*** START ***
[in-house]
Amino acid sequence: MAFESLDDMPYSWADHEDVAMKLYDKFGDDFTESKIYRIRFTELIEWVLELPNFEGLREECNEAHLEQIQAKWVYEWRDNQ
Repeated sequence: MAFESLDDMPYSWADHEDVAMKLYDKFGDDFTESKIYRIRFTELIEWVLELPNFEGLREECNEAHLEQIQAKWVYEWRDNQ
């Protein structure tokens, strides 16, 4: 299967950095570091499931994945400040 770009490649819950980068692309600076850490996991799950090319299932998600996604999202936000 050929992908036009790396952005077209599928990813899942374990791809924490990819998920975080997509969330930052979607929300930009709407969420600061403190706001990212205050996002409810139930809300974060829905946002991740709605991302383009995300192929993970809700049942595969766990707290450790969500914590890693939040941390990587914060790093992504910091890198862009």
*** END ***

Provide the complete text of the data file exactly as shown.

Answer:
[in-house]
Amino acid sequence: MAFESLDDMPYSWADHEDVAMKLYDKFGDDFTESKIYRIRFTELIEWVLELPNFEGLREECNEAHLEQIQAKWVYEWRDNQ
Repeated sequence: MAFESLDDMPYSWADHEDVAMKLYDKFGDDFTESKIYRIRFTELIEWVLELPNFEGLREECNEAHLEQIQAKWVYEWRDNQ
């Protein structure tokens, strides 16, 4: 299967950095570091499931994945400040 770009490649819950980068692309600076850490996991799950090319299932998600996604999202936000 050929992908036009790396952005077209599928990813899942374990791809924490990819998920975080997509969330930052979607929300930009709407969420600061403190706001990212205050996002409810139930809300974060829905946002991740709605991302383009995300192929993970809700049942595969766990707290450790969500914590890693939040941390990587914060790093992504910091890198862009």